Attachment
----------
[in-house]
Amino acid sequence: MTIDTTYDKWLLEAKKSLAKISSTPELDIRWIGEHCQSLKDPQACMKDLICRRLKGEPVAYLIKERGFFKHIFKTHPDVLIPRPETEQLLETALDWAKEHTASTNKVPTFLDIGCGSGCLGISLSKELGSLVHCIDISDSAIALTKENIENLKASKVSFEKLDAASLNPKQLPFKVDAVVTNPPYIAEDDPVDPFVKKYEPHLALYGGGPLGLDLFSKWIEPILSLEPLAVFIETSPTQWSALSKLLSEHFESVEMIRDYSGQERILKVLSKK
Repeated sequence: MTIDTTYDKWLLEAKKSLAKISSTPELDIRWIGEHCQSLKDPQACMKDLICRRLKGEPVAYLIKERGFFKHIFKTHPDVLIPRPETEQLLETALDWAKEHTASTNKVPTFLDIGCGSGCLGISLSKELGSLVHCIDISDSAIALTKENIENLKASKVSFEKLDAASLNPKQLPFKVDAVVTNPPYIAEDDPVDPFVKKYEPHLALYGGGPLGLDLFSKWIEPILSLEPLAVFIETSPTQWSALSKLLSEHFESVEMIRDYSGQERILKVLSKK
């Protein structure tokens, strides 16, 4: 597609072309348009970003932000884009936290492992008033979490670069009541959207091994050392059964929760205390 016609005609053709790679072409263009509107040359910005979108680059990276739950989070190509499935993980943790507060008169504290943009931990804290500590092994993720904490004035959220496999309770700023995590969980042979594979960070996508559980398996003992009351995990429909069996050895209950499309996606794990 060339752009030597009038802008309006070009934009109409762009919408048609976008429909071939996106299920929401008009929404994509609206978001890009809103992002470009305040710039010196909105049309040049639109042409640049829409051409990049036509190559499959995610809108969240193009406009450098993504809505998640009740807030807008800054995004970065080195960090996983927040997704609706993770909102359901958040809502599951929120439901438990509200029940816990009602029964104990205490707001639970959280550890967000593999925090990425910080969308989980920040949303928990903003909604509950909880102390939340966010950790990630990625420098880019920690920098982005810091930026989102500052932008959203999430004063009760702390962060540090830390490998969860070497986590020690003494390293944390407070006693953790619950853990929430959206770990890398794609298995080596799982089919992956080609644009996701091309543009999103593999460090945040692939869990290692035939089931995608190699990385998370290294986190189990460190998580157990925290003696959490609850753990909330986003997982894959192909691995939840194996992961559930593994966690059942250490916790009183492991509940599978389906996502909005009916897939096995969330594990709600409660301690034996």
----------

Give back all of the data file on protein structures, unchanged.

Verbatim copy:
[in-house]
Amino acid sequence: MTIDTTYDKWLLEAKKSLAKISSTPELDIRWIGEHCQSLKDPQACMKDLICRRLKGEPVAYLIKERGFFKHIFKTHPDVLIPRPETEQLLETALDWAKEHTASTNKVPTFLDIGCGSGCLGISLSKELGSLVHCIDISDSAIALTKENIENLKASKVSFEKLDAASLNPKQLPFKVDAVVTNPPYIAEDDPVDPFVKKYEPHLALYGGGPLGLDLFSKWIEPILSLEPLAVFIETSPTQWSALSKLLSEHFESVEMIRDYSGQERILKVLSKK
Repeated sequence: MTIDTTYDKWLLEAKKSLAKISSTPELDIRWIGEHCQSLKDPQACMKDLICRRLKGEPVAYLIKERGFFKHIFKTHPDVLIPRPETEQLLETALDWAKEHTASTNKVPTFLDIGCGSGCLGISLSKELGSLVHCIDISDSAIALTKENIENLKASKVSFEKLDAASLNPKQLPFKVDAVVTNPPYIAEDDPVDPFVKKYEPHLALYGGGPLGLDLFSKWIEPILSLEPLAVFIETSPTQWSALSKLLSEHFESVEMIRDYSGQERILKVLSKK
């Protein structure tokens, strides 16, 4: 597609072309348009970003932000884009936290492992008033979490670069009541959207091994050392059964929760205390 016609005609053709790679072409263009509107040359910005979108680059990276739950989070190509499935993980943790507060008169504290943009931990804290500590092994993720904490004035959220496999309770700023995590969980042979594979960070996508559980398996003992009351995990429909069996050895209950499309996606794990 060339752009030597009038802008309006070009934009109409762009919408048609976008429909071939996106299920929401008009929404994509609206978001890009809103992002470009305040710039010196909105049309040049639109042409640049829409051409990049036509190559499959995610809108969240193009406009450098993504809505998640009740807030807008800054995004970065080195960090996983927040997704609706993770909102359901958040809502599951929120439901438990509200029940816990009602029964104990205490707001639970959280550890967000593999925090990425910080969308989980920040949303928990903003909604509950909880102390939340966010950790990630990625420098880019920690920098982005810091930026989102500052932008959203999430004063009760702390962060540090830390490998969860070497986590020690003494390293944390407070006693953790619950853990929430959206770990890398794609298995080596799982089919992956080609644009996701091309543009999103593999460090945040692939869990290692035939089931995608190699990385998370290294986190189990460190998580157990925290003696959490609850753990909330986003997982894959192909691995939840194996992961559930593994966690059942250490916790009183492991509940599978389906996502909005009916897939096995969330594990709600409660301690034996």